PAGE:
A multi-pronged attack on democracy is underway, she said, as election deniers seek key offices, state legislatures transform the ground rules for running elections and partisan actors test ways to change election results if they “don’t like the outcome.”

“I think we all remember watching the attack on the Capitol and that it felt like the darkest day,” Lydgate added. “But the truth is that the threats to democracy didn’t end on January 6. Really, what we’ve seen since then is an insurrection in the states that hasn’t been televised.”

Tuesday marks another round of primaries

Washington, DC, and Virginia are holding primary elections Tuesday, and runoffs are underway in Alabama, Arkansas and Georgia. (There are no statewide or congressional runoffs in Arkansas.)

I’m keeping an eye on the runoff that will determine the Democratic nominee for secretary of state in Georgia. State Rep. Bee Nguyen is the front-runner for the nomination — having captured roughly 44% of the primary vote last month, but still short of the majority required to win outright under Georgia law.

She faces former state Rep. Dee Dawkins-Haigler, who took nearly 19% of the vote.

Nguyen, a rising star in Democratic circles, has scored endorsements from a slew of national and state politicians, including Stacey Abrams, Georgia’s Democratic nominee for governor. The daughter of Vietnamese refugees, Nguyen would become the first Asian American elected to a statewide political post in Georgia, should she prevail in the primary and in the fall.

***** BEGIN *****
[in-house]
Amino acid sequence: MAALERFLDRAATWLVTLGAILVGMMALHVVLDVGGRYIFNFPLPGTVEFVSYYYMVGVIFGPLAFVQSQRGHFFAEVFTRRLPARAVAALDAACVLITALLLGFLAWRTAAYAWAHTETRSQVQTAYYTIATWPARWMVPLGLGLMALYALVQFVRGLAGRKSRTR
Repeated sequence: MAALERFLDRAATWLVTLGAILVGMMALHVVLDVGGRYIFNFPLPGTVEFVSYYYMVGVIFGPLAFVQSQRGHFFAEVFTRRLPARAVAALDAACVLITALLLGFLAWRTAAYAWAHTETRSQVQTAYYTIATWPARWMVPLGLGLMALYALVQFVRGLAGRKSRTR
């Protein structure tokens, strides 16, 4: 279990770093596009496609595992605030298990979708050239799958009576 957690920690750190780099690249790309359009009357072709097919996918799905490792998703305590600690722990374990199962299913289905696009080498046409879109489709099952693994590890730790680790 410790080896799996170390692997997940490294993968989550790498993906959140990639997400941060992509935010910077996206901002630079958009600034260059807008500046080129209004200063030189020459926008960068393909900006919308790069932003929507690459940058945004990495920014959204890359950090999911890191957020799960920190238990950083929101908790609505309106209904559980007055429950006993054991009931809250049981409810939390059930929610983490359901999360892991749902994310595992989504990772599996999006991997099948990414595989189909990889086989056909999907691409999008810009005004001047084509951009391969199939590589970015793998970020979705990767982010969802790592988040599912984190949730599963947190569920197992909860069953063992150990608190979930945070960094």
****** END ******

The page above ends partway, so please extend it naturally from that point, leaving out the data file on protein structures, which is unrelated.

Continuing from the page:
In November, the Democratic winner will face the Republican incumbent Brad Raffensperger, who famously refused Trump’s request to “find” enough votes to overturn his 2020 loss in Georgia.

On Tuesday afternoon, Raffensperger and his deputy Gabe Sterling are slated to testify before the House January 6 committee.

Also scheduled to speak: Arizona House Speaker Rusty Bowers, another Republican who resisted Trump’s post-election pressure campaign to overturn the results in his home state. We’ve written about Bowers and the ways he has handled some of his party’s most outrageous election proposals in an earlier newsletter edition.

You need to read

  • This story by CNN’s Edward-Isaac Dovere about the ways Russia could exploit divisions over US elections to meddle in the midterms. It paints a nightmare scenario of Russia “staging smaller hacks of local election authorities — done with the deliberate purpose of being noticed — and then using that to seed more conspiracies about the integrity of American elections. Yikes.
  • This interview by CNN’s Sean Lyngaas with Kim Wyman, the top election security official at the federal US Cybersecurity and Infrastructure Security Agency, about the continued threats to election officials around the country.
  • This story from several CNN colleagues that explores how hard it would be to prosecute Trump over misleading fundraising practices. Last week, the January 6 committee detailed how the former President barraged his supporters for donations for a nonexistent “election defense fund” and raised hundreds of millions of dollars in the process.

(For the record, we at CNN — and other news organizations — covered Trump’s fundraising bait-and-switch here and here and elsewhere as it was happening. A bit of advice: Always read the fine print on fundraising solicitations before giving any money to any politician.)